Educational Program Day 16

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The TMS characteristic traits of perfectionism and goodism tend to make people underestimate the role their current stresses have on their overall health. Perfectionism drives people to go above and beyond at work, even though they need to take a break. The goodist trait makes people ignore their own needs to help others. Both of these build current stress in our lives and contribute to our symptoms. By understanding how current stress contributes to TMS symptoms we can begin to limit their affect on our overall health.

Educational Activity: TMS symptoms can be triggered by stress without us even realizing that we are under a lot of stress. Some people get sick the same time every year and wonder why. What they don't think to do is examine the stress in their life at that time. Today's educational reading comes from a blog post by Dr. Howard Schubiner, and it examines the role current stress can trigger symptoms. It is entitled The Role of Triggers, and can be found by following this link.

Enrique's Success Story
If you can relate to any part of this story make a forum post about it. Seeing yourself in other people's success stories can help you accept the diagnosis and receive inspiration.

In 2007, I had been suffering from a very bad case of RSI in my hands for about 2 years. I couldn't type more than 1000 to 1500 keystrokes a day without major pain specifically in the backs of my hands. Being an IT Manager who worked 95% in front of a computer this was a very serious issue. My daily regimen was to work and then go home and apply ice or heat to relieve the pain. I had a bottle of ibuprofen handy at all times. I opened a worker's comp claim and attended physical therapy a couple times a week. I did everything possible to avoid using the keyboard and mouse. I learned how to use voice recognition software and a "handless" mouse. Although I was getting by at work, my productivity was suffering and even worse, my confidence level in myself was seriously waning.

I had joined an online support group for RSI sufferers and it was through that association that I first heard about TMS. I read about people getting 100% healed with non-physically based treatments. I was skeptical... very skeptical, but also very interested because, frankly, I was frustrated and tired of my life being so limited by the RSI. I was tired of the endless therapies and doctors who couldn't really provide any solid answers.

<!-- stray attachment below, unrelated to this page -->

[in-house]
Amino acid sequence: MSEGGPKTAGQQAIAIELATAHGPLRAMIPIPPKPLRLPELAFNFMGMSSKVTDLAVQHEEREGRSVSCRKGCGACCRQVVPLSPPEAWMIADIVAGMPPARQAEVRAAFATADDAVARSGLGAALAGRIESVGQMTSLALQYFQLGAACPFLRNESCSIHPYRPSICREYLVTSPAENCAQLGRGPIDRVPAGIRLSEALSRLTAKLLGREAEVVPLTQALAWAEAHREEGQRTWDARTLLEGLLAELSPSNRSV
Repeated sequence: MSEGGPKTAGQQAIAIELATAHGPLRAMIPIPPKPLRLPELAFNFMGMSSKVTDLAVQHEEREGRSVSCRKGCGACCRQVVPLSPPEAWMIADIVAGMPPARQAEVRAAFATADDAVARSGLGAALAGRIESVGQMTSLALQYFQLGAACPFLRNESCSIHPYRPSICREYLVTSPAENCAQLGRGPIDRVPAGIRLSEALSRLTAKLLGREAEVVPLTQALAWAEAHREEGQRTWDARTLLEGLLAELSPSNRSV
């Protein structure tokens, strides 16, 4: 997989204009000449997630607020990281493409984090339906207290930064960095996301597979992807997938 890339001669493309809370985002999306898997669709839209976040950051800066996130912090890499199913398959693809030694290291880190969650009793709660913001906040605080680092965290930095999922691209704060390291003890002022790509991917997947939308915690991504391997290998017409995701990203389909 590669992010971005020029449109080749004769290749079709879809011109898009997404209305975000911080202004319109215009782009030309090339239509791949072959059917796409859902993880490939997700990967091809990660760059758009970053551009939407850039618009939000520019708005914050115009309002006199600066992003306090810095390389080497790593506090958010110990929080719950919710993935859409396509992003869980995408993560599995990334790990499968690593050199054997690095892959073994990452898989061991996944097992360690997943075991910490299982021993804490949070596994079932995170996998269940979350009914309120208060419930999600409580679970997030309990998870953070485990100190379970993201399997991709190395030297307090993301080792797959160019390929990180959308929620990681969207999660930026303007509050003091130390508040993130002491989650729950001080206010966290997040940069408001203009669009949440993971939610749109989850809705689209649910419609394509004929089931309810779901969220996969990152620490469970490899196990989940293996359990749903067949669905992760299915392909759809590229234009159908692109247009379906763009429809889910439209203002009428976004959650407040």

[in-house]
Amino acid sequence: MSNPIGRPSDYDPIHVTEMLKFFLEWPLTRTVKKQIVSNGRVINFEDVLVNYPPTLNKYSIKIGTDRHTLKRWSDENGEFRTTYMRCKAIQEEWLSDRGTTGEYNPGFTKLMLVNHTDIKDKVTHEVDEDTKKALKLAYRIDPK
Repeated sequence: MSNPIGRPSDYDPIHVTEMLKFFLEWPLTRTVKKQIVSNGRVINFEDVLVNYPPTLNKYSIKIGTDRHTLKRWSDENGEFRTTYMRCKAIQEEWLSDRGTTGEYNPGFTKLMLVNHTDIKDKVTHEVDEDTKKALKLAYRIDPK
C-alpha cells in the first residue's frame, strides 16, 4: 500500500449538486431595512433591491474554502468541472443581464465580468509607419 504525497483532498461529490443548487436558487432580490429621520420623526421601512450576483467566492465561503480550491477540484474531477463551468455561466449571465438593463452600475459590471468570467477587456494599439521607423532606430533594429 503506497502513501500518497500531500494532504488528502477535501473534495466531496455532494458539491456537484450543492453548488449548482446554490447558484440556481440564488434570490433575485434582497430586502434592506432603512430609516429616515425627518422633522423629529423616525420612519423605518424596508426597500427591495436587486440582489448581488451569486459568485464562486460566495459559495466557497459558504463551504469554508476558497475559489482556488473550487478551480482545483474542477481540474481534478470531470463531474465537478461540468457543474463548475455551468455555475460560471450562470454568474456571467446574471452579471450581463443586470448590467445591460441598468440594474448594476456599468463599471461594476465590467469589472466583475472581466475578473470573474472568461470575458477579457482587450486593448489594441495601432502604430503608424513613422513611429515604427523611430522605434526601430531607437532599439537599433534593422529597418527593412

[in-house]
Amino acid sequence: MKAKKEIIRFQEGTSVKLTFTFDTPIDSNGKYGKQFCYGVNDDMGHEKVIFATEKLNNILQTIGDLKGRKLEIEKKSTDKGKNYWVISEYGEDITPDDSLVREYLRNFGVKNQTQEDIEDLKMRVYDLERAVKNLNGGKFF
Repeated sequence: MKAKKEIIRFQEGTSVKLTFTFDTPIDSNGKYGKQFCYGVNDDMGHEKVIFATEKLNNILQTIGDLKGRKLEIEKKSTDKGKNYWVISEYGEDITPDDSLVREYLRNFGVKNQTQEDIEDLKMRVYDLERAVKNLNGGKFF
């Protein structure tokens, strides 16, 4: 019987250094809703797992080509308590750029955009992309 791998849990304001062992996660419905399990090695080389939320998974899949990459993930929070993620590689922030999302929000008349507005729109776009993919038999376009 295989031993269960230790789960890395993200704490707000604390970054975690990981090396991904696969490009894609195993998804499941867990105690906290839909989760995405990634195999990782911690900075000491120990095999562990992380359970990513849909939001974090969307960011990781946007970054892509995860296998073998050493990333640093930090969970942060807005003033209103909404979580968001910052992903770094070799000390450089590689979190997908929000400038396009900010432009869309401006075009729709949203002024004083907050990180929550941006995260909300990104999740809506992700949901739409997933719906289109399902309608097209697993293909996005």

The last 2 years had been tough... I experienced loss of income from RSI (a demotion at work), loss of favorite hobbies, lack of confidence, worry about paying the bills (I have 3 kids, wife, mortgage) since I'm the only bread-winner in the family. I was willing to do whatever it takes to get better. I was "open minded".

I read all I could about Dr. Sarno and his theories. I started by Googling (this TMS Wiki didn't exist at the time, but there were other resources). I bought Dr. Sarno's book, "A Divided Mind". The more I read, the more I started to get excited about this. I basically devoured anything I could find about TMS.

Within a just a few days of finishing the book, I felt like I wanted to try testing the boundaries of how much I could type. I had some serious hope. Little by little I was typing again, not 18K keystrokes, but a few thousand with no major pain. There was definitely some very minor discomfort, mostly a tingling in the hands, but certainly not the pain I was feeling before. This reinforced that it could be TMS.

Within just a week(!) I was typing normally with very minor discomfort and no lingering pain when I got home. It was so hard to believe, but it was undeniable. There was no therapy, no acupuncture, no yoga, no stretching, nothing but understanding what TMS is and believing it that ultimately healed me. And the icing on the cake is that ALL other pains I had lived with intermittently in my life stopped appearing. Neck pain from a car accident when I was 16 yrs old, back pain from a high school football injury, elbow pain from tennis, plantar fasciitis from running, achilles pain... they all stopped.

Today, I can tell you that I have absolutely no chronic pain at all. My life is very different. I type, type, type without any concern for pain. My confidence is high. I now realize that my body is capable of much greater things then I ever thought possible. In fact, last year (2009) I ran my first Marathon. This year I have completed 7 triathlons and several foot races from 5K's to half-marathons. I am an avid student of how TMS can cause pain and I have my ups and downs, but my life is quite different because of what I've learned. I truly thank God for Dr. Sarno and his discoveries!

Enrique's Profile

Yesterday you were introduced to the dialogue technique of journaling. If you found it helpful or interesting feel free to use it again today. If not, then free write about your current stress and triggers. By doing this you will begin to gain understanding about how certain stresses in your life contribute to your chronic symptoms. Understanding this is key to recovering. 10 minutes will be sufficient time, but feel free to journal for more or less time if you need to.

When _____________________________________ happens I feel ________________________________________

Question To Ponder
Since starting this program have you told anyone about your condition and TMS? Why or Why not? If you have how did they react? If you feel comfortable sharing, then post your response in a thread in our Structured Program forum. We would love to hear from you.

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